Thanksgiving in Wine Country showcases wines from more than 40 Yakima Valley Wineries and for many, it’s the last chance to taste before tasting rooms close for the season. Gather friends and family and make this your new holiday tradition!

Click here for a detailed list of what wineries are offering during weekend.

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Stomp, Run, Taste

Enjoy a full spectrum of activities during Catch the Crush weekend

Harvest in Yakima Valley’s wine country is a time of excitement. It is the culmination of hard work and a glimpse into the promise of the new vintage.

Grape stomp at Tapteil Vineyard Winery

Grape stomp at Tapteil Vineyard Winery

Catch the Crush weekend, October 11-12, celebrates the new vintage with more than 40 Yakima Valley wineries inviting wine lovers to their tasting rooms, vineyards and wineries for tours, special tastings, live music, winemaker dinners and more. Wine enthusiasts are invited to plan their perfect wine country weekend getaway in Yakima Valley’s wine country.

Wineries get creative during this annual celebration, bringing new and different activities, educational opportunities and hands-on fun for Catch the Crush weekend.

Wine Yakima Valley offers the most economical way to experience Catch the Premier PaSS & FALL COLORSCrush with the Premier Pass for just $30. Passes can be purchased on-line at wineyakimavalley.org.

Reflection  Vineyard Purple Foot Club

Reflection Vineyard Purple Foot Club

Reflection Vineyards, a stomping good time! Visit Reflection Vineyards during Catch the Crush and try your hand/feet at stomping grapes. Make your own t-shirt to show your membership in the purple foot club.

5K fun run with Airfield Estate Winery

5K fun run with Airfield Estate Winery

Airfield Estates  5K vineyard run, an event for the whole family. Runners, walkers, children, & well-behaved dogs are welcome to the beautiful estate vineyard for a 5K run/walk. The course is great for serious runners & the grape tasting along the way makes it entertaining for the wine enthusiast.

Tapteil Vineyard Winery stomp grapes and enjoy the panoramic views. This is a photo op straight out of I Love Lucy complete with a grapevine crown. Bring a camera and a picnic. Taste estate grown wines and imported olive oil and vinegars in the tasting room. Winemaker and grape grower, Larry Pearson and label artist, Jane Pearson will be on hand to chat during your visit.

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This week’s blog post offers a final look at the Cabernet Sauvignon vines we are monitoring throughout the growing season. These grapes have been or will soon be harvested and transported to the winery.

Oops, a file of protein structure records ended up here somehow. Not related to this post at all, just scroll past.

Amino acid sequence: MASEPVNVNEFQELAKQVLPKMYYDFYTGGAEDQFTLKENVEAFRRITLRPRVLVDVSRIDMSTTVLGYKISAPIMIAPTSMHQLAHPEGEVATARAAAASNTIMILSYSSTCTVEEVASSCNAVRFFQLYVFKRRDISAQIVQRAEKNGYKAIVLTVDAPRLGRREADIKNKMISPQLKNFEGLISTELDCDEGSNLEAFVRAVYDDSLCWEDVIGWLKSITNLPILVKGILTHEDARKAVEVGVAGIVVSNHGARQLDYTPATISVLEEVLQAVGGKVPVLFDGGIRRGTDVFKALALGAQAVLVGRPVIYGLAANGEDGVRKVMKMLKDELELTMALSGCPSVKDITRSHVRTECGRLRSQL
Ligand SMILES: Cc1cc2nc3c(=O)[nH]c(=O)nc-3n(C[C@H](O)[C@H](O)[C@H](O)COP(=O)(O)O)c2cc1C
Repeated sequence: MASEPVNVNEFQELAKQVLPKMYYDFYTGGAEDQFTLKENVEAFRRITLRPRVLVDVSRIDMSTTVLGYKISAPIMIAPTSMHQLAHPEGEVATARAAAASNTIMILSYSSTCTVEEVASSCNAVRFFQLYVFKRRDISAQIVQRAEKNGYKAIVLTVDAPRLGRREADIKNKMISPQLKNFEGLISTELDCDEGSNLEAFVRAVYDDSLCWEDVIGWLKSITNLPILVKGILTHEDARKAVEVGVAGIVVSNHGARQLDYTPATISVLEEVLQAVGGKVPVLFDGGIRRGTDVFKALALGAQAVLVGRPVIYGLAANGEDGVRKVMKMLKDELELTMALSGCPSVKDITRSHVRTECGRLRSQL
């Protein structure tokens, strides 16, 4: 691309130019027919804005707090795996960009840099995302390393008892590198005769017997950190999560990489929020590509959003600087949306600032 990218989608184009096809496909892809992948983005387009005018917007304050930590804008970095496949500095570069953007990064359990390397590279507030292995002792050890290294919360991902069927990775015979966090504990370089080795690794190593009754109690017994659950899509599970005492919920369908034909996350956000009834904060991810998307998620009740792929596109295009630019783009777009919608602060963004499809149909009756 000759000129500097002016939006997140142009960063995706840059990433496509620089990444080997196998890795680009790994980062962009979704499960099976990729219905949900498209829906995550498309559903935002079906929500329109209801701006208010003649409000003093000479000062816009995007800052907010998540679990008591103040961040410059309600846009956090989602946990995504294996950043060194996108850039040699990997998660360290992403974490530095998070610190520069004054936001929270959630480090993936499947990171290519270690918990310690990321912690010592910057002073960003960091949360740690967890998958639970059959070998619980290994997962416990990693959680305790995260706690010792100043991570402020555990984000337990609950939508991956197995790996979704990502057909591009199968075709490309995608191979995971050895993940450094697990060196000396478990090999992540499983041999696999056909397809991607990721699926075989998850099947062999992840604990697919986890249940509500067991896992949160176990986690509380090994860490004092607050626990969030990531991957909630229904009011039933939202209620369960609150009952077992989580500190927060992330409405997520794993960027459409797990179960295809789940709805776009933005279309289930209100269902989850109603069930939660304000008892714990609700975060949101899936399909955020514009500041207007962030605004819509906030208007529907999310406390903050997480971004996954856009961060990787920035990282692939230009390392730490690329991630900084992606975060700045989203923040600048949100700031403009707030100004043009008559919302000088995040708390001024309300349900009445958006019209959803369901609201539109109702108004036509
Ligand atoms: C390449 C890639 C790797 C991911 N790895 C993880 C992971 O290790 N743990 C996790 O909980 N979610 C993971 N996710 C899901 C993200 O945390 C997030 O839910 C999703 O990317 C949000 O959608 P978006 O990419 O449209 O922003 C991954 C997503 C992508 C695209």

We will continue to follow the grapes through the processing stage in this blog.

DuBrul Vineyard,

DuBrul Vineyard,

DuBrul Vineyard, Yakima Valley: The weather is perfect for ripening. Cabernet in DuBrul Vineyard with 80s during the day, cooling down to the 50s at night. This allows for flavor development, acidity retention, and moderate sugar accumulation.  We have already finished picking Chardonnay, and are picking Merlot, Syrah, and Riesling. Cabernet Sauvignon and Cabernet Franc are the last varieties to be harvested in DuBrul. We usually pick these in mid-late October, although this year is a week or two earlier than normal.

Tapteil Vineyard

Tapteil Vineyard

Tapteil Vineyard, Red Mountain, Yakima Valley: Harvest planned September 18th. Last year we harvested this block on September 21st.

Upland Vineyard

Upland Vineyard

Upland Vineyard, Snipes Mtn, Yakima Valley: Numbers and flavors are there. Brix 25.5+. First pick is scheduled for Friday 9/19. 

Red Willow Vineyard

Red Willow Vineyard

Red Willow Vineyard, Yakima Valley: Soaking up the sun. Not scheduled to pick yet but it should be within the next couple of weeks. It’s getting close.

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Red Willow Vineyard: Hallowed ground in the Yakima Valley

By on September 11, 2014
This blog is re-posted with permission from Great Northwest Wine.
For the complete article and podcast visit Great Northwest Wine.

Red Willow Vineyard and its iconic chapel.

WAPATO, Wash. – In just about every conceivable way, the 140 acres of wine grapes here at Red Willow Vineyard are hallowed ground.

Here is where Washington’s first Syrah was planted. Here is where some of the Northwest’s earliest plantings of Tempranillo, Viognier, Sangiovese and Cabernet Franc went into the ground.

And atop a steep-facing vineyard is a humble stone chapel – perhaps the most recognizable building in the Washington wine industry.

For owner Mike Sauer, the spiritual roots grow even deeper. Here is where he developed one of the great partnerships and friendships in the history of Washington wine. Here is where four generations of a family have farmed on the Yakama Nation reservation and in the shadow of rugged Mount Adams.